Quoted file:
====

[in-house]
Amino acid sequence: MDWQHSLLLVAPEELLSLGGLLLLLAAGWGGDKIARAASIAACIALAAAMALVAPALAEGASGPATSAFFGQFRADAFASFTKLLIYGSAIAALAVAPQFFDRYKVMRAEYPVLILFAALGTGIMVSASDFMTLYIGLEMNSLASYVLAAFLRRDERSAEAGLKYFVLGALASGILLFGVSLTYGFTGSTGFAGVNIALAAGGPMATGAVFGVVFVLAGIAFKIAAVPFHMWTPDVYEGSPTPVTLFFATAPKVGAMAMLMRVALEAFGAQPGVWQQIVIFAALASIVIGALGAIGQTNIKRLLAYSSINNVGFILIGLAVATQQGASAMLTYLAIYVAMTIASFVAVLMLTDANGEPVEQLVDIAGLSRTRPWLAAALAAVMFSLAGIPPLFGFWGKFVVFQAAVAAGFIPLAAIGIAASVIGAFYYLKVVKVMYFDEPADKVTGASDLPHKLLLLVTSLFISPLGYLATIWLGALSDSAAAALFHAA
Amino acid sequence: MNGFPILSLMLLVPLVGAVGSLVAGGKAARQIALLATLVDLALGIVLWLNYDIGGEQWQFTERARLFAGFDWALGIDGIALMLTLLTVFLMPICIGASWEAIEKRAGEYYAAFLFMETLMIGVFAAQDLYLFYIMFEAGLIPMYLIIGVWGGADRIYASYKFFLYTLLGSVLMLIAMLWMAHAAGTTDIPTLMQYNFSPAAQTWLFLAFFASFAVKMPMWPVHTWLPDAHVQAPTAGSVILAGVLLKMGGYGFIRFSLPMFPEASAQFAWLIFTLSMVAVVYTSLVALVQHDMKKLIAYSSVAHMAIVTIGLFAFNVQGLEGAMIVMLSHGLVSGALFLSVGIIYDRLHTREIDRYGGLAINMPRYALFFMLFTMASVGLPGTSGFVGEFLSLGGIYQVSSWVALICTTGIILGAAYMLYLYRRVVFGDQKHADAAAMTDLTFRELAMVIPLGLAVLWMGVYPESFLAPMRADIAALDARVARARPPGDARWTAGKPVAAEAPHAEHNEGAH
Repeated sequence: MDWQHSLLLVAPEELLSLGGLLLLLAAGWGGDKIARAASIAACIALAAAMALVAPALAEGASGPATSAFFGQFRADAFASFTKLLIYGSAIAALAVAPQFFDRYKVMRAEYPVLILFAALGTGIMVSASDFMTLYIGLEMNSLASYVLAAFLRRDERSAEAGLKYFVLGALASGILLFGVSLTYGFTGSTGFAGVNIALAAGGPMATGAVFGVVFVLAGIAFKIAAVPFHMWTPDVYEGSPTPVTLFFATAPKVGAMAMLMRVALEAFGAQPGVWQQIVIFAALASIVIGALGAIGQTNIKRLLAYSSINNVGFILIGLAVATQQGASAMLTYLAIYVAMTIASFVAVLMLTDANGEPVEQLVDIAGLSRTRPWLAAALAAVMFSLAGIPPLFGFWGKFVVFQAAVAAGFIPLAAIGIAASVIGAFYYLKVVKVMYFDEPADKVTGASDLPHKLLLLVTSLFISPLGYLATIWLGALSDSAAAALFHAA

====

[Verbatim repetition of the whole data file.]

[in-house]
Amino acid sequence: MDWQHSLLLVAPEELLSLGGLLLLLAAGWGGDKIARAASIAACIALAAAMALVAPALAEGASGPATSAFFGQFRADAFASFTKLLIYGSAIAALAVAPQFFDRYKVMRAEYPVLILFAALGTGIMVSASDFMTLYIGLEMNSLASYVLAAFLRRDERSAEAGLKYFVLGALASGILLFGVSLTYGFTGSTGFAGVNIALAAGGPMATGAVFGVVFVLAGIAFKIAAVPFHMWTPDVYEGSPTPVTLFFATAPKVGAMAMLMRVALEAFGAQPGVWQQIVIFAALASIVIGALGAIGQTNIKRLLAYSSINNVGFILIGLAVATQQGASAMLTYLAIYVAMTIASFVAVLMLTDANGEPVEQLVDIAGLSRTRPWLAAALAAVMFSLAGIPPLFGFWGKFVVFQAAVAAGFIPLAAIGIAASVIGAFYYLKVVKVMYFDEPADKVTGASDLPHKLLLLVTSLFISPLGYLATIWLGALSDSAAAALFHAA
Amino acid sequence: MNGFPILSLMLLVPLVGAVGSLVAGGKAARQIALLATLVDLALGIVLWLNYDIGGEQWQFTERARLFAGFDWALGIDGIALMLTLLTVFLMPICIGASWEAIEKRAGEYYAAFLFMETLMIGVFAAQDLYLFYIMFEAGLIPMYLIIGVWGGADRIYASYKFFLYTLLGSVLMLIAMLWMAHAAGTTDIPTLMQYNFSPAAQTWLFLAFFASFAVKMPMWPVHTWLPDAHVQAPTAGSVILAGVLLKMGGYGFIRFSLPMFPEASAQFAWLIFTLSMVAVVYTSLVALVQHDMKKLIAYSSVAHMAIVTIGLFAFNVQGLEGAMIVMLSHGLVSGALFLSVGIIYDRLHTREIDRYGGLAINMPRYALFFMLFTMASVGLPGTSGFVGEFLSLGGIYQVSSWVALICTTGIILGAAYMLYLYRRVVFGDQKHADAAAMTDLTFRELAMVIPLGLAVLWMGVYPESFLAPMRADIAALDARVARARPPGDARWTAGKPVAAEAPHAEHNEGAH
Repeated sequence: MDWQHSLLLVAPEELLSLGGLLLLLAAGWGGDKIARAASIAACIALAAAMALVAPALAEGASGPATSAFFGQFRADAFASFTKLLIYGSAIAALAVAPQFFDRYKVMRAEYPVLILFAALGTGIMVSASDFMTLYIGLEMNSLASYVLAAFLRRDERSAEAGLKYFVLGALASGILLFGVSLTYGFTGSTGFAGVNIALAAGGPMATGAVFGVVFVLAGIAFKIAAVPFHMWTPDVYEGSPTPVTLFFATAPKVGAMAMLMRVALEAFGAQPGVWQQIVIFAALASIVIGALGAIGQTNIKRLLAYSSINNVGFILIGLAVATQQGASAMLTYLAIYVAMTIASFVAVLMLTDANGEPVEQLVDIAGLSRTRPWLAAALAAVMFSLAGIPPLFGFWGKFVVFQAAVAAGFIPLAAIGIAASVIGAFYYLKVVKVMYFDEPADKVTGASDLPHKLLLLVTSLFISPLGYLATIWLGALSDSAAAALFHAA